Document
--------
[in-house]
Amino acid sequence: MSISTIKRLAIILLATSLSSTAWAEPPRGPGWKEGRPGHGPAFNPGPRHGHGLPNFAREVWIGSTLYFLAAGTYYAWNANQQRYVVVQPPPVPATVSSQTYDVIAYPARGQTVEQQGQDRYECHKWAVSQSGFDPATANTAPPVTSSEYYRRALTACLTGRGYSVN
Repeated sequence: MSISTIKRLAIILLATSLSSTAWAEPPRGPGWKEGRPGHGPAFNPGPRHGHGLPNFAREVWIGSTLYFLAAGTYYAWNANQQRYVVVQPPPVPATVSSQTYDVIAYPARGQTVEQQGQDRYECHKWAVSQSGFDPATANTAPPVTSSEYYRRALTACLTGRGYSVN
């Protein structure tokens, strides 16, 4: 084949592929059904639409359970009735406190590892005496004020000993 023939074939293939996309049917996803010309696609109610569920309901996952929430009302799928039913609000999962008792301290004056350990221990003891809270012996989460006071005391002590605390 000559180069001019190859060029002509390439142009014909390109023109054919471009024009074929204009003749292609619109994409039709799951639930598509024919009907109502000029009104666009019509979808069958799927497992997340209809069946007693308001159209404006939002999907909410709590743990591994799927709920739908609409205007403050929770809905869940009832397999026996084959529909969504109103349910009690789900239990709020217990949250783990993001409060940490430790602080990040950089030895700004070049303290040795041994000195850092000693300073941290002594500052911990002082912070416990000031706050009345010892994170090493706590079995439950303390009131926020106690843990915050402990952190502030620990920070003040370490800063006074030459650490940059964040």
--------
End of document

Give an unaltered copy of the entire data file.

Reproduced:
[in-house]
Amino acid sequence: MSISTIKRLAIILLATSLSSTAWAEPPRGPGWKEGRPGHGPAFNPGPRHGHGLPNFAREVWIGSTLYFLAAGTYYAWNANQQRYVVVQPPPVPATVSSQTYDVIAYPARGQTVEQQGQDRYECHKWAVSQSGFDPATANTAPPVTSSEYYRRALTACLTGRGYSVN
Repeated sequence: MSISTIKRLAIILLATSLSSTAWAEPPRGPGWKEGRPGHGPAFNPGPRHGHGLPNFAREVWIGSTLYFLAAGTYYAWNANQQRYVVVQPPPVPATVSSQTYDVIAYPARGQTVEQQGQDRYECHKWAVSQSGFDPATANTAPPVTSSEYYRRALTACLTGRGYSVN
């Protein structure tokens, strides 16, 4: 084949592929059904639409359970009735406190590892005496004020000993 023939074939293939996309049917996803010309696609109610569920309901996952929430009302799928039913609000999962008792301290004056350990221990003891809270012996989460006071005391002590605390 000559180069001019190859060029002509390439142009014909390109023109054919471009024009074929204009003749292609619109994409039709799951639930598509024919009907109502000029009104666009019509979808069958799927497992997340209809069946007693308001159209404006939002999907909410709590743990591994799927709920739908609409205007403050929770809905869940009832397999026996084959529909969504109103349910009690789900239990709020217990949250783990993001409060940490430790602080990040950089030895700004070049303290040795041994000195850092000693300073941290002594500052911990002082912070416990000031706050009345010892994170090493706590079995439950303390009131926020106690843990915050402990952190502030620990920070003040370490800063006074030459650490940059964040």